A weekly roundup of the buzz from the Sunday talk shows
Former Arkansas governor Mike Huckabee, surging in the polls for the GOP presidential nomination, faced criticism by two rivals yesterday.
Fred D. Thompson, a former senator from Tennessee, said, "Liberal is the only word that comes to mind, when he was governor."
On CBS's "Face the Nation," Thompson criticized Huckabee for his positions on illegal immigration, tax policy and Cuba, and for his belief that the detention center at Guantanamo Bay, Cuba, should be shut down.
Former Massachusetts governor Mitt Romney criticized Huckabee for a recent Foreign Affairs article in which he called the Bush administration's foreign policy "arrogant."
"Mike Huckabee owes the president an apology," Romney said on NBC's "Meet the Press."
"I think he needs to read the article. It would really help if he would do that. Because if he did, he would see that there's no apology necessary to the president," Huckabee responded on CNN's "Late Edition."
"I'm the one who actually supported the president's surge" in Iraq, Huckabee said, going on to mention issues -- tax cuts, gun control, abortion -- on which he said he was with the president while Romney wasn't.
EDWARDS AND THE ENDORSEMENT: John Edwards faced questions about the Des Moines Register's endorsement of Sen. Hillary Rodham Clinton (N.Y.) in the Democratic presidential race, four years after the influential newspaper endorsed Edwards's first campaign for president.
"This a different race, with different candidates. We too seldom saw the 'positive, optimistic' campaign [from Edwards] we found appealing in 2004," the editorial read. "His harsh anti-corporate rhetoric would make it difficult to work with the business community to forge change."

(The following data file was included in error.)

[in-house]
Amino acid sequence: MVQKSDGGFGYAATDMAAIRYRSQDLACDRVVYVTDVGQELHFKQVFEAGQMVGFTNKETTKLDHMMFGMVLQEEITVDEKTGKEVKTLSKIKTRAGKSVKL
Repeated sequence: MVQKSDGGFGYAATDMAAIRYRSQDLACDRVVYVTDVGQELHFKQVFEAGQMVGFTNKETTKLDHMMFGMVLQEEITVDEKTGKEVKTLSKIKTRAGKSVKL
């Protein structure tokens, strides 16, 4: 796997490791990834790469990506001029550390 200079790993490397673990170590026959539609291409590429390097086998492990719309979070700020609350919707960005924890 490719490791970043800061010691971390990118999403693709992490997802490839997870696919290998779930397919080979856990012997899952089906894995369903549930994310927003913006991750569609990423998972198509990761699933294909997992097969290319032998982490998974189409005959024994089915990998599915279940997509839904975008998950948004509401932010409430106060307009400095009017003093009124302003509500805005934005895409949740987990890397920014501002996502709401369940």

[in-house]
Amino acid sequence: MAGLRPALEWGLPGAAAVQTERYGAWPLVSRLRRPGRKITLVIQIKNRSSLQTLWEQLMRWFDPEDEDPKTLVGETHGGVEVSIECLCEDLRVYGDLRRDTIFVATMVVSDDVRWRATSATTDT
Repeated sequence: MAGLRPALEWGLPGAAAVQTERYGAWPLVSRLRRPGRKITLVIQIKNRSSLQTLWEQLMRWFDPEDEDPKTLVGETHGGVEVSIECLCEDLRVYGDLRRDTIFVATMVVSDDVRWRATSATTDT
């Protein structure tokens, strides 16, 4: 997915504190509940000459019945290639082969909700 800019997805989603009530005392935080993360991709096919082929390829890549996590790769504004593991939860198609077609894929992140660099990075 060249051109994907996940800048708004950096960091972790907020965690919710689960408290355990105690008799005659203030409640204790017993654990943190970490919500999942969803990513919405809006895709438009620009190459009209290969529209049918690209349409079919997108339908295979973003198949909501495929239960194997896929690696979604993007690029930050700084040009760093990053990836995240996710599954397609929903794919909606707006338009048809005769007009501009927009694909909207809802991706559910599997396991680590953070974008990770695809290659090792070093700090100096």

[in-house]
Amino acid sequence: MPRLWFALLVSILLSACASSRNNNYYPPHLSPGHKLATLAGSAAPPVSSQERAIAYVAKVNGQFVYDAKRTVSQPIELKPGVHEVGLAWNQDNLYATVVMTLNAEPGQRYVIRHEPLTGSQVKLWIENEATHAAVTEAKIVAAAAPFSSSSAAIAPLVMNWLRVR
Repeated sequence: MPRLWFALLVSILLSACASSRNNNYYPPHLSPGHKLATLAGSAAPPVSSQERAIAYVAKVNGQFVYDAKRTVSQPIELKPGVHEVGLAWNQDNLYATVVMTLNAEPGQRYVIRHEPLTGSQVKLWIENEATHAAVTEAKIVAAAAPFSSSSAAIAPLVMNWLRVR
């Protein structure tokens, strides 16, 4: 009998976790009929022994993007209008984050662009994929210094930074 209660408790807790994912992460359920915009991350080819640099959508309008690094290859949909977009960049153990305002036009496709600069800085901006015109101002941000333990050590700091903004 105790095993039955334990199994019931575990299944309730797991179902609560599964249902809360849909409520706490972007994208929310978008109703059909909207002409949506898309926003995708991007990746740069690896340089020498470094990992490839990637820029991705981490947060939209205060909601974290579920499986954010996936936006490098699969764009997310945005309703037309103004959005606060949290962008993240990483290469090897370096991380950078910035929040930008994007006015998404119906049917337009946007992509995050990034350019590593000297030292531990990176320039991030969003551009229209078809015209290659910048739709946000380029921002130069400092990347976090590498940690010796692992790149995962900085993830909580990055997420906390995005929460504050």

"I just think they're wrong," Edwards retorted on "Face the Nation." ". . . I think you work with the business community to forge change. If that were effective, we'd already have changed."
He listed a litany of issues -- the lack of universal health care, inaction on global warming, and unfair trade and tax policies, among others -- that he said result from a failure to rein in big corporations.
CIA TAPES: The top Republican on the House intelligence committee said his panel intends to defy a Justice Department request to stand aside during an investigation into the destruction of CIA tapes documenting the use of severe interrogation techniques against terrorism suspects.
Rep. Peter Hoekstra (Mich.) added that the committee is likely to issue subpoenas in the matter. "I think what we're going to do is we want to hold the community accountable for what's happened with these tapes," Hoekstra said on "Fox News Sunday."
Rep. Jane Harman (Calif.), formerly the ranking Democrat on the committee, said on Fox, "The House Intelligence Committee wants to get to the bottom of this and isn't going to back off for the attorney general here, who I think, as I said, may be doing something that won't give the public confidence that it was a full and fair investigation."
Harman, however, wasn't willing to endorse the idea of a special counsel investigation yet. Sen. Joseph R. Biden Jr. (D-Del.), chairman of the Foreign Relations Committee, went that far and further.
"There are criminal charges that are likely to flow, and it means -- and no one knows how high up this goes," he said on CNN. ". . . I don't have confidence in the president. I don't have confidence in the vice president. And I don't have confidence in the Justice Department. That's as simple as I can put it."
By Zachary A. Goldfarb